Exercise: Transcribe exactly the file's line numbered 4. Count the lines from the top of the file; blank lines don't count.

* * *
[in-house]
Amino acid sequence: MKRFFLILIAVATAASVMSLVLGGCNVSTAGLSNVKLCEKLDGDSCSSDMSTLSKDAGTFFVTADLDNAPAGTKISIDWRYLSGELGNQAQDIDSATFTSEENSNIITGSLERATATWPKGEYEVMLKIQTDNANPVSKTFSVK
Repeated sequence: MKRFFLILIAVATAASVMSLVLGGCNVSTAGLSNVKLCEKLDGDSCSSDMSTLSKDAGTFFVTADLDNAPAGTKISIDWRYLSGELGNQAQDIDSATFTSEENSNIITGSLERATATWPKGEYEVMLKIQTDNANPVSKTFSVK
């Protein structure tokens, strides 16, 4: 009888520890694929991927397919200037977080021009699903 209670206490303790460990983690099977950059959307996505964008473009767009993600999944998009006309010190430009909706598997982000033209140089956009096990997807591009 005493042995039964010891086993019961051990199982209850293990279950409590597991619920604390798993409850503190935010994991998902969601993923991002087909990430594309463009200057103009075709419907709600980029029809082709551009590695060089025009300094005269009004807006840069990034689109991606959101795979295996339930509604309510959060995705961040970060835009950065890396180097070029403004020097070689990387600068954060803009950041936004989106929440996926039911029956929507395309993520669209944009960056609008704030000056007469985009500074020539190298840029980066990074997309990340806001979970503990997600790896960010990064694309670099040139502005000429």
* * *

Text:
């Protein structure tokens, strides 16, 4: 009888520890694929991927397919200037977080021009699903 209670206490303790460990983690099977950059959307996505964008473009767009993600999944998009006309010190430009909706598997982000033209140089956009096990997807591009 005493042995039964010891086993019961051990199982209850293990279950409590597991619920604390798993409850503190935010994991998902969601993923991002087909990430594309463009200057103009075709419907709600980029029809082709551009590695060089025009300094005269009004807006840069990034689109991606959101795979295996339930509604309510959060995705961040970060835009950065890396180097070029403004020097070689990387600068954060803009950041936004989106929440996926039911029956929507395309993520669209944009960056609008704030000056007469985009500074020539190298840029980066990074997309990340806001979970503990997600790896960010990064694309670099040139502005000429």